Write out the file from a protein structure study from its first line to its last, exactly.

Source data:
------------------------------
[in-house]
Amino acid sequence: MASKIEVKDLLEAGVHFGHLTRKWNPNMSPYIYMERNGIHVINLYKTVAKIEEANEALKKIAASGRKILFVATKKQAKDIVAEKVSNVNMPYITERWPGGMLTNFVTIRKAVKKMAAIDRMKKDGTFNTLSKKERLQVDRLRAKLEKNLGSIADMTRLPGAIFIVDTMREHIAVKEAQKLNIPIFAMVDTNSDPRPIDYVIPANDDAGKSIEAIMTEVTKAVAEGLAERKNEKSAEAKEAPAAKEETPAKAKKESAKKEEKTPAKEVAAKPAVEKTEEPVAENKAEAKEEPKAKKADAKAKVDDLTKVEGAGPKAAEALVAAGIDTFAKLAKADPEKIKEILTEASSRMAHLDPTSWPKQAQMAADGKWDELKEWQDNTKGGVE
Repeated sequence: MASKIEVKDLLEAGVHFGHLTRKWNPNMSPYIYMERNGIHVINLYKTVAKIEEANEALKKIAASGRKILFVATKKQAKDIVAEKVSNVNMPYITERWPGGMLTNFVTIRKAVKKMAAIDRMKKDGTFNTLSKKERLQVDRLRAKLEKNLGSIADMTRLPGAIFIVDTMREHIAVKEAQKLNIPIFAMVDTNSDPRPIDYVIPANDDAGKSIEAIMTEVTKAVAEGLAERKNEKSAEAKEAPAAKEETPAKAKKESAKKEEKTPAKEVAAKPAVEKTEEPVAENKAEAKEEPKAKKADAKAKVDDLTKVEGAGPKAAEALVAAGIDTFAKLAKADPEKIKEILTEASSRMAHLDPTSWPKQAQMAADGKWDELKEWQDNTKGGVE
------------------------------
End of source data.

[in-house]
Amino acid sequence: MASKIEVKDLLEAGVHFGHLTRKWNPNMSPYIYMERNGIHVINLYKTVAKIEEANEALKKIAASGRKILFVATKKQAKDIVAEKVSNVNMPYITERWPGGMLTNFVTIRKAVKKMAAIDRMKKDGTFNTLSKKERLQVDRLRAKLEKNLGSIADMTRLPGAIFIVDTMREHIAVKEAQKLNIPIFAMVDTNSDPRPIDYVIPANDDAGKSIEAIMTEVTKAVAEGLAERKNEKSAEAKEAPAAKEETPAKAKKESAKKEEKTPAKEVAAKPAVEKTEEPVAENKAEAKEEPKAKKADAKAKVDDLTKVEGAGPKAAEALVAAGIDTFAKLAKADPEKIKEILTEASSRMAHLDPTSWPKQAQMAADGKWDELKEWQDNTKGGVE
Repeated sequence: MASKIEVKDLLEAGVHFGHLTRKWNPNMSPYIYMERNGIHVINLYKTVAKIEEANEALKKIAASGRKILFVATKKQAKDIVAEKVSNVNMPYITERWPGGMLTNFVTIRKAVKKMAAIDRMKKDGTFNTLSKKERLQVDRLRAKLEKNLGSIADMTRLPGAIFIVDTMREHIAVKEAQKLNIPIFAMVDTNSDPRPIDYVIPANDDAGKSIEAIMTEVTKAVAEGLAERKNEKSAEAKEAPAAKEETPAKAKKESAKKEEKTPAKEVAAKPAVEKTEEPVAENKAEAKEEPKAKKADAKAKVDDLTKVEGAGPKAAEALVAAGIDTFAKLAKADPEKIKEILTEASSRMAHLDPTSWPKQAQMAADGKWDELKEWQDNTKGGVE